In 1959, the U.S. government finally admitted the health hazards of nuclear fallout. Carson’s editor insisted that this was the perfect opening to awaken people about the dangers of pesticides. But before she could begin, a lump was discovered in Carson’s breast.

Per the advice of her doctor, Carson underwent a radical mastectomy and was told that it was gone and not cancerous. But a second hard lump soon appeared, prompting her to get a second opinion from a doctor who diagnosed it as cancer. The devastating news gave Carson a newfound sense of urgency. Despite undergoing multiple rounds of painful radiation treatment, she completed her most powerful book yet — “Silent Spring” — in four years.

No witchcraft. No enemy. The People Had Done It Themselves

Published on June 16, 1962, the book depicts an eerie image of what it would be like to awaken one morning to silence — with no birds singing and no animals rustling. A quote from the documentary reads:

“In the gutter under the eaves, and between the shingles of the roofs, a few patches of white granular powder could be seen: [S]ome weeks earlier this powder had been dropped like snow upon the roofs of the lawns, the fields and the streams. No witchcraft, no enemy action had snuffed out life in this stricken world. The people had done it themselves.”

The book sparked major controversy, selling 65,000 copies in less than two weeks; every newspaper in the nation reviewed it. The commotion reached the nation’s capital, with President John F. Kennedy agreeing to look into the side effects of DDT.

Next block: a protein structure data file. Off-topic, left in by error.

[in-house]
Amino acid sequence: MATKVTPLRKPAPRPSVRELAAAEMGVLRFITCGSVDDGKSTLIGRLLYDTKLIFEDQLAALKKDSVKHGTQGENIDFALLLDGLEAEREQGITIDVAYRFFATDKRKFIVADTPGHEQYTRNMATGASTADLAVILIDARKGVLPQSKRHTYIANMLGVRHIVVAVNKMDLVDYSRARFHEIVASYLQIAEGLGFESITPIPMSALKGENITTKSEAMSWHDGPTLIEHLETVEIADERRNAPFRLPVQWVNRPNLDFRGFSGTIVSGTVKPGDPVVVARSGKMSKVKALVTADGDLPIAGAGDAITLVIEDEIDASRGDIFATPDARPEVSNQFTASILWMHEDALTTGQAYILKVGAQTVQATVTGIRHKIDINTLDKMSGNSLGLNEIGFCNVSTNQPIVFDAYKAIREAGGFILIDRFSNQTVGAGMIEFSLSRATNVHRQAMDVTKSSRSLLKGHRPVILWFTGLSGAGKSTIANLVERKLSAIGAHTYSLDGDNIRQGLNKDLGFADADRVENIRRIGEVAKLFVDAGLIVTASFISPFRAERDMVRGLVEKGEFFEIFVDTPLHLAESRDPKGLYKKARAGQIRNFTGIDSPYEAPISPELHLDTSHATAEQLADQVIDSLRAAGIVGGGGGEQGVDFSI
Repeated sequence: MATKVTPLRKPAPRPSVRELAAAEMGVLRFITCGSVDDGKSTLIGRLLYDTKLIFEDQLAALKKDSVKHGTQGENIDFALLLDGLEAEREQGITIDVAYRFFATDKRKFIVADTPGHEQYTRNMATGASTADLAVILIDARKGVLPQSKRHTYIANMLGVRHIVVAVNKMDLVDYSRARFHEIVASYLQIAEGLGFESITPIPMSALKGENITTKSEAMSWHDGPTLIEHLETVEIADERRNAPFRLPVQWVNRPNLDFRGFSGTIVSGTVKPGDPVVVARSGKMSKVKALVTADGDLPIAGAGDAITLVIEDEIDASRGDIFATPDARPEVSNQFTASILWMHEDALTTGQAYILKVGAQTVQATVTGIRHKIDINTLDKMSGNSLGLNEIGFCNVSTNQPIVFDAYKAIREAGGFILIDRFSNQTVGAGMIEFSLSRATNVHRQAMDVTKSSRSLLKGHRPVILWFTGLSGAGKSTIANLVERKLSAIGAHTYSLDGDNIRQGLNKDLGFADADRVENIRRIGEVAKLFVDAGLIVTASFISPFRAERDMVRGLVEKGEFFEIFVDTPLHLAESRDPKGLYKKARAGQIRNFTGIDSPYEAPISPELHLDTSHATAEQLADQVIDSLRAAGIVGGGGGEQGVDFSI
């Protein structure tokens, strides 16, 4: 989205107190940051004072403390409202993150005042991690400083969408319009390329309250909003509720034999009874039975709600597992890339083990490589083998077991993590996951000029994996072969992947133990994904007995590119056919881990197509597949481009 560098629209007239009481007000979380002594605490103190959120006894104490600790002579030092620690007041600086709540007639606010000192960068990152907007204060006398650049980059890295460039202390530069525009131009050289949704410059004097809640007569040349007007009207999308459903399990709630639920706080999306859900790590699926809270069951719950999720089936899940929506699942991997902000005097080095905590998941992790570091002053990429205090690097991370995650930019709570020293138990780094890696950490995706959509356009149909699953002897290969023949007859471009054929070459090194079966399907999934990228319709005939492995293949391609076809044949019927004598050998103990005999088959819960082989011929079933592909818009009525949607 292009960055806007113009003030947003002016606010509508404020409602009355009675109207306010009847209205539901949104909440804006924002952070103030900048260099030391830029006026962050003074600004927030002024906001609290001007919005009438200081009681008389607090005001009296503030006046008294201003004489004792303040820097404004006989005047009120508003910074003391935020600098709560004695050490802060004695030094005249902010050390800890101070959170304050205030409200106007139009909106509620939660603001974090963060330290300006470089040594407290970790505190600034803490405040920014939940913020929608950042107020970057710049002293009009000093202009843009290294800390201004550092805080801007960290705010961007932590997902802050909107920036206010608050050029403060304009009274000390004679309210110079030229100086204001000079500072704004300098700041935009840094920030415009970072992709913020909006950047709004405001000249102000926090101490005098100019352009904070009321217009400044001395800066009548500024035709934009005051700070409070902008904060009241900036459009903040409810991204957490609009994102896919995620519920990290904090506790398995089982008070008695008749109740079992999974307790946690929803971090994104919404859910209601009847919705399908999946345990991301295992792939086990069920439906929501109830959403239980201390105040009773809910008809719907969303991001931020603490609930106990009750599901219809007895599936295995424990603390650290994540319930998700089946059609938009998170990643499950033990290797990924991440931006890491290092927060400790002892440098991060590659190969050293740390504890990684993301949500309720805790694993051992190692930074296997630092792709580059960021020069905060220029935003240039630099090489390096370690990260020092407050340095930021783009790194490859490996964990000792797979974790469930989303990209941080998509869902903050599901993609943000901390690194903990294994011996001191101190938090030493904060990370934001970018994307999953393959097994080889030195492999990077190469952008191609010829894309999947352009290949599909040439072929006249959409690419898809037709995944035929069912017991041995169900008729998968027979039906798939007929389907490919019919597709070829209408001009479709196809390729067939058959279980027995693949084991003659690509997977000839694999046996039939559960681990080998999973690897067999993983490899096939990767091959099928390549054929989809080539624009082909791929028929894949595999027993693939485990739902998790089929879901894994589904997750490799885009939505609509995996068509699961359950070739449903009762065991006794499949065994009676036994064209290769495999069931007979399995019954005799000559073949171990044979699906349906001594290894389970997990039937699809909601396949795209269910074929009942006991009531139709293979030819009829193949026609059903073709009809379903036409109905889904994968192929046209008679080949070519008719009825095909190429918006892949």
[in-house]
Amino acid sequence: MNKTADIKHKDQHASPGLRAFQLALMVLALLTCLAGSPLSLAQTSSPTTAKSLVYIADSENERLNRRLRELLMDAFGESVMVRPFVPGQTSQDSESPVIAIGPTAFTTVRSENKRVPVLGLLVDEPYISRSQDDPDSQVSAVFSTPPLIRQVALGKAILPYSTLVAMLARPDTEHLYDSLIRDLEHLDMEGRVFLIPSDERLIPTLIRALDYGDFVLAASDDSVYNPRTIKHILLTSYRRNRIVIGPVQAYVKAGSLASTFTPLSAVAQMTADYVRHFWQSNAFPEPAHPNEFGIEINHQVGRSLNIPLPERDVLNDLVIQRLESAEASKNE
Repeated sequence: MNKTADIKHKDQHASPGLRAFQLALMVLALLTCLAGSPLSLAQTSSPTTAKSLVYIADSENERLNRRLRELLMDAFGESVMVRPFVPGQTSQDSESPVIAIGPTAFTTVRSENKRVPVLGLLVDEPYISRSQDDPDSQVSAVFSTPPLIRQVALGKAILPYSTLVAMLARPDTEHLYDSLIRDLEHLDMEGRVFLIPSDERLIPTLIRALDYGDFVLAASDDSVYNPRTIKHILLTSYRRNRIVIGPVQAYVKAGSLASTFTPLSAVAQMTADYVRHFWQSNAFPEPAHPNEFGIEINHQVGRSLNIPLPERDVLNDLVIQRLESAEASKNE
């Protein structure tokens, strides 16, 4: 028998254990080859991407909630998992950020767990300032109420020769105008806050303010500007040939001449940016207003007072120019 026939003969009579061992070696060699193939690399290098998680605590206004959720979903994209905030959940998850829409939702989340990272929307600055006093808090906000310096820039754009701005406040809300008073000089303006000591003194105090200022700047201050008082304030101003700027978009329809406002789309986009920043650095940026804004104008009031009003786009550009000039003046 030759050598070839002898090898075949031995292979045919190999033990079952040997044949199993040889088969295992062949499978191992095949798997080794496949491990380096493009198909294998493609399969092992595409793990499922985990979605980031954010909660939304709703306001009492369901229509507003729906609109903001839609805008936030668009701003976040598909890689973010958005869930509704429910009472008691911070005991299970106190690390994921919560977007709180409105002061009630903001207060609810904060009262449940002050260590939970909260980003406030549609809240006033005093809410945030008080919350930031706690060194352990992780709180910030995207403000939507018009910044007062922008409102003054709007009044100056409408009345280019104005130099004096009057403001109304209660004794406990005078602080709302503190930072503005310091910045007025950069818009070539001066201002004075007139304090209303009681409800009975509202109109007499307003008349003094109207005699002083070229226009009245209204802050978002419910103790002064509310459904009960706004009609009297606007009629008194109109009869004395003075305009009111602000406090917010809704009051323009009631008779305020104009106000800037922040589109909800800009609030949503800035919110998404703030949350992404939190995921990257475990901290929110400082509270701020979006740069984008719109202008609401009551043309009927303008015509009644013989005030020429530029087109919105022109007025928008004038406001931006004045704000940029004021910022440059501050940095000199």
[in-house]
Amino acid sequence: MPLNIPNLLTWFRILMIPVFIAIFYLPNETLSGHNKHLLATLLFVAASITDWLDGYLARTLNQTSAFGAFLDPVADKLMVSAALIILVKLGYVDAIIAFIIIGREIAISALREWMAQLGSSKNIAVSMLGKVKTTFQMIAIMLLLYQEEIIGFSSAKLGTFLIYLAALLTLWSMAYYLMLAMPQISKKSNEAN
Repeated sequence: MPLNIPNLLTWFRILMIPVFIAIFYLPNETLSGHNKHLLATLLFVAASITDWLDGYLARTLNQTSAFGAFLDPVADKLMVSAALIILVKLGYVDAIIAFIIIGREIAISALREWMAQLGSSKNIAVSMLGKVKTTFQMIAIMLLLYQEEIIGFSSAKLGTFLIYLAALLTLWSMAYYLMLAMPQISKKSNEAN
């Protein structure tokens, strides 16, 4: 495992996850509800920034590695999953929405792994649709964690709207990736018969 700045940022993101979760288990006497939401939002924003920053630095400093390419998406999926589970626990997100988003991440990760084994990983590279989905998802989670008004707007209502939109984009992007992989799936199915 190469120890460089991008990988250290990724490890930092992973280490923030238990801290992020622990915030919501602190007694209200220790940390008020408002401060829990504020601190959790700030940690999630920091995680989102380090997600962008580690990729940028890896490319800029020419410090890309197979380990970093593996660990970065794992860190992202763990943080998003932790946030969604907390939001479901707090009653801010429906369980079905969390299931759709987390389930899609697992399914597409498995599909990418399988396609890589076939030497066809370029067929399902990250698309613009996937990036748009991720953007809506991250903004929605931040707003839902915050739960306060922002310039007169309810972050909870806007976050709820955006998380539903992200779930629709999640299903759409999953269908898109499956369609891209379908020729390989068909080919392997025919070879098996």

To Solve Environmental Contamination, We Must Weigh the Costs Against the Benefits

The chemical industry quickly formed a council to discredit Carson’s book. “Biased,” “half-truths,” and “misinformation” were some of the words used to describe it. Monsanto resorted to scare tactics, running advertisements that depicted a world overrun with infectious disease and famine.

Sadly, during the height of her success, Carson’s cancer continued to spread. Yet, she still managed to share her message, appearing at Senate hearings where she warned about the potential inability to reverse man’s actions. As noted in the documentary:

“We have acquired technical skills on a scale undreamed of, even a generation ago. We can do dramatic things, and we can do them quickly. By the time damaging side effects are apparent, it is often too late or impossible to reverse our actions. If we are ever to solve the basic problem of environmental contamination, we must begin to count the many hidden costs of what we’re doing and to weigh them against the gains or advantages.”

Carson singlehandedly managed to enact a paradigm shift in the way humans view the environment. Some say there is a before and after Rachel Carson in terms of how we think about the environment. Carson believed that we as humans are not separate from this living world, but in fact are a part of it. On April 14, 1964, Carson succumbed to cancer and died at the young age of 56. Some of her ashes were buried next to her mother’s grave, while the remainder were scattered over the ocean.

The 'Silent Spring' Continues